Daughter just diagnosed with Asthma - What now?

Hello everyone

My 2 year old daughter has recently been diagnosed with Asthma. She has been in hospital 3 times since April and 2 of those were in the last month (as well as lots of visits to out of hours centres for nebs and steriods in between). Each time she has had an Asthma attack she seems to worsen a lot quicker than before and it takes longer to stabilize her breathing again. The last visit on monday she had to have hourly nebs for 12 hours, oral steriods and oxygen and I had to call an ambulance to take her as her salbutamol reliever only worked for 10 mins or so at a time. She is home now but still on 6 puffs salbutamol 4 hourly and her brown inhaler of course, and is abou to have her last dose of prednisilone.

I am very worried as the attacks are worsening and wonder is this a common trend with other new Asthmatics?

I think my fear has been made worse as I lost my Dad in June of Acute respiratory failure although this was caused by COPD and not Asthma.

My husand and I are racking our brains to think what her triggers are and we suspect farms\animals\birds as the time before last we were at a farm and that evening she became ill and this time we were visited by relatives who had been to the same farm earlier in the day.

I am now keeping a diary so hopefully we can build a picture of what brings on the attacks. I have also been reading about house dust mites and was wondering if it is worth buying special bedding etc given that I think her triggers are animal related or will she get benefit from me doing this anyay as will she not get so bad when she does have an attack if i can make her home environment as allergy free as possible?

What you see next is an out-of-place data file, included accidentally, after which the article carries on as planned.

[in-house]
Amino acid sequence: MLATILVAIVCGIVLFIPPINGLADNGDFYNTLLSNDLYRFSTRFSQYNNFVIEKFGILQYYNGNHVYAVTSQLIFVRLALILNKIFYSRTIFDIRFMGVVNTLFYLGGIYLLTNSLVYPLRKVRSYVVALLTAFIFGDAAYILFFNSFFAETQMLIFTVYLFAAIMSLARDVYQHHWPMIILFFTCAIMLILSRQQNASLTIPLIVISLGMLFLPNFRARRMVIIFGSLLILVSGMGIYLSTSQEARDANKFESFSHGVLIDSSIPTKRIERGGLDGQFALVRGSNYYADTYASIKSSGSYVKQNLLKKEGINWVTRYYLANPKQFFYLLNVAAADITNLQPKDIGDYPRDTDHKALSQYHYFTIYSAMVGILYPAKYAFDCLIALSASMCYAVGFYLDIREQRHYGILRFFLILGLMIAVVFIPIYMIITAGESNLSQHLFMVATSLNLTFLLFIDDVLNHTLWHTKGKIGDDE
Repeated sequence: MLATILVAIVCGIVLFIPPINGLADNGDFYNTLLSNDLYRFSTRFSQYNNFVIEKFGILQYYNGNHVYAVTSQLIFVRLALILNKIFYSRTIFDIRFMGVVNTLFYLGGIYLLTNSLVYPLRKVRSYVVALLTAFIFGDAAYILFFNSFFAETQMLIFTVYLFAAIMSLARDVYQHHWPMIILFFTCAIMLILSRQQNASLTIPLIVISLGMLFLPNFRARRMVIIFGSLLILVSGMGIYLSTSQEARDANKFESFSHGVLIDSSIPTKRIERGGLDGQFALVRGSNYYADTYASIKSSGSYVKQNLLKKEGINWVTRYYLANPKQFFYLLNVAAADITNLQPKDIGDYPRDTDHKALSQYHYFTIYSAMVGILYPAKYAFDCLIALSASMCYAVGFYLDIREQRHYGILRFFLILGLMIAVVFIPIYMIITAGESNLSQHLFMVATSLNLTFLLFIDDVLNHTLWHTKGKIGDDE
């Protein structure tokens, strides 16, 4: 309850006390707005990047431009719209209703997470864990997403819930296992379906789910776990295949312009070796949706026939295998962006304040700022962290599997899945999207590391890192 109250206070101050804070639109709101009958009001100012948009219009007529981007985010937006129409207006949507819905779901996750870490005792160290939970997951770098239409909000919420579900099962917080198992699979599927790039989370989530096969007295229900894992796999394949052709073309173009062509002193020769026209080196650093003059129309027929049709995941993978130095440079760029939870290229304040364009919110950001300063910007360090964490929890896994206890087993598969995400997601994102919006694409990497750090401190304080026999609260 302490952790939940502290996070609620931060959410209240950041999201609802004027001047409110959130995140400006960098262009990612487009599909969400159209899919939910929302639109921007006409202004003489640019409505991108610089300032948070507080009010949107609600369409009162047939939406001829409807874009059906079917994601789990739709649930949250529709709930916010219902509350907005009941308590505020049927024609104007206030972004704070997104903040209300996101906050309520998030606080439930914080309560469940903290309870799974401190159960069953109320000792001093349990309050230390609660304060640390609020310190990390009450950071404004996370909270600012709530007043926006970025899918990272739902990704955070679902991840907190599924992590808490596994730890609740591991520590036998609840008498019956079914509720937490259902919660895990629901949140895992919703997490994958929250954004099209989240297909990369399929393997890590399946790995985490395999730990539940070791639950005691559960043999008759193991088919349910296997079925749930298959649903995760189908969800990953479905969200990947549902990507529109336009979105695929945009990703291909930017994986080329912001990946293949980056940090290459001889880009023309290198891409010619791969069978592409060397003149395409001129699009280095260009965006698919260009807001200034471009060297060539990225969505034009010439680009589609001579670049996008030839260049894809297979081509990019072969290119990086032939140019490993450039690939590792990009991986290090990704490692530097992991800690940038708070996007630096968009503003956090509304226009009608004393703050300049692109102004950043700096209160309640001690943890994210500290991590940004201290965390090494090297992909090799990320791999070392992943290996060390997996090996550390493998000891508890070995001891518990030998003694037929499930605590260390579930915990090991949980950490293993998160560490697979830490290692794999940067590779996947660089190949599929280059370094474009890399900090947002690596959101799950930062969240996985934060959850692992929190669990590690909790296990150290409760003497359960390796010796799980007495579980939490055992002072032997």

I would appreciate any help as neither my husband nor I know anyone with Asthma and do not have any relatives with the condition either.

Thanks for reading

7 Replies

  • Hi

    I'm a mum of three all with asthma. The first thing to do is don't panic! COPD and asthma are different diseases. The majority of asthmatics live perfectly normal lives and their asthma can be well controlled and has little impact on their day to day living. You may read scarey stories on here but thats because the boards attract a disproportionate number or asthmatics from the more severe end of the spectrum.

    I would advise you to have a look through the all about asthma section on the main board. There used to be some really good info about asthma in the under 5's or ring the asthma nurses on the number above for a chat.

    Then I would make an appointment to see your GP. You need to have a management plan so you know exactly what to do when your daughter shows certain symptoms. This can prevent hospital admissions as you get help earlier!

    When someone especially a child is diagnosed it can take a while for the symptoms to settle down and the preventer inhalers to start working. This is why its important to see your GP/asthma nurse so you know exactly what you are doing/how much ventolin to give before getting help. It takes time for the irritation in the lungs to settle down after a bad attack. The one thing my GP said to me is to take in a written list of all the worries and questions i had about my childrens lungs because noone ever got ill from asking a question!